Movie Reviews

Movie Review: Force 10 from Navarone – Harrison Ford in Predictable World War II Intrigue

Written by Alistair MacLean, Robin Chapman, and Carl Foreman
Directed by Guy Hamilton

I can remember years ago the television promotional spot for this movie. It accentuated the role of Harrison Ford, fresh off his success in the original Star Wars, hoping to ride its coattails to a successful box office.

Robert Shaw and Harrison Ford star in this 1978 sequel to the Guns of Navarone. Navarone itself is an island in the Aegean Sea from which the Germans were able to strategically strike against the Allies during World War II.

The story behind Guns of Navarone is somewhat recapped in the beginning for those who don’t know. A group of Allied commandos infiltrated the gun encampments on the island and set them to explode, then made their escape.

One of the people thought executed in that raid has been pegged as a German spy, and is possibly still alive. Maj. Keith Mallory (portrayed by Robert Shaw) and Ssgt. Dusty Miller (portrayed by Edward Fox) joins up with the elite Force 10 as they are about to embark on a “need to know” mission into Yugoslavia. The leader of Force 10, Lt. Colonel Michael Barnsby (portrayed by Harrison Ford) doesn’t want them along but accepts his superior’s orders.

As they are trying to make a clandestine departure from an airbase in Italy, a group of MPs mistakenly thinks something is up and tries to stop them. They manage to escape, but not before picking up a hitch-hiker on the mission in Sgt. Weaver (portrayed by Carl Weathers), an Army Medic.

When their plane is shot down, the men must all work together to complete both missions.

It’s no surprise that Force 10 from Navarone was directed by the same person who directed the James Bond flick Goldfinger, Guy Hamilton. Force 10 from Navarone has the look and feel of a Bond movie with a lot of action as well as intrigue as to just what side various people were working for.

The plot is intriguing and kept me intrigued, doling out information in scant amounts, just whetting my appetite for what was coming next. Were there issues with believability? Of course. But Force 10 from Navarone was done in the rah-rah, cheer them on the style of many films depicting the Second World War. We know who the good guys are and we know that in the end, they will win, no matter what happens here. Still, it is a fun movie to watch. I also didn’t need to view the original Guns of Navarone to get a handle on the plot.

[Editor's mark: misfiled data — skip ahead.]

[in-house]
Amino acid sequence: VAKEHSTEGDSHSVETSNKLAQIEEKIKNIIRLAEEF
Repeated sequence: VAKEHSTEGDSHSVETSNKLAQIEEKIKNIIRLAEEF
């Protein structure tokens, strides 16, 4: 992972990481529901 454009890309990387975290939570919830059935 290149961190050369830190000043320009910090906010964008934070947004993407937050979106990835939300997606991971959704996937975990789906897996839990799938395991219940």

The acting is good. Although Harrison Ford has been highlighted due to his rising star status at the time and his subsequent superstar status, it’s Robert Shaw and Edward Fox who are the real stars of the show, with their calm self-assuredness as they set about to complete their mission despite the obstacles placed in their path.

And the obstacles are many. Seemingly on the other side of the coin are Richard Kiel and Barbara Bach in the mountains of Yugoslavia. Bach shows off her best assets to move the film along. Kiel was becoming a staple character actor at the time with appearances in Bond flicks as well and he’s suitable to the character here without really being comic relief.

Carl Weathers seems a bit out of place. Knowing the history of racism during the Second World War, where units were still quite segregated, his role seems implausible and it’s almost like he is thrown in there as a token. The role is good and what he is given to do does have some meat to it, but it just didn’t seem realistic to history. Suspend disbelief in this instance and you’ll be all right.

The transfer to DVD is somewhat lacking. Usually when I view a movie in “widescreen”, it fits the screen of my notebook computer, no problem. In the case of Force 10 from Navarone, it’s a rectangular inset in the screen, making it even smaller than usual. At times it was grainy as well. The color was uneven with shots of the sky appearing a rich blue and then at other times seeming to be washed out. The sound is somewhat tinny, especially when the background music is brought more to the forefront. A better job could have been done. There are also no extras on the DVD.

Force 10 from Navarone is a good World War II movie, even if it is somewhat predictable. There were no real surprises to the outcome, although the intrigue as to who is on what side and what their motivations are is handled pretty well. It’s entertaining and light without putting us on an emotional level with the characters the way a film like Saving Private Ryan does.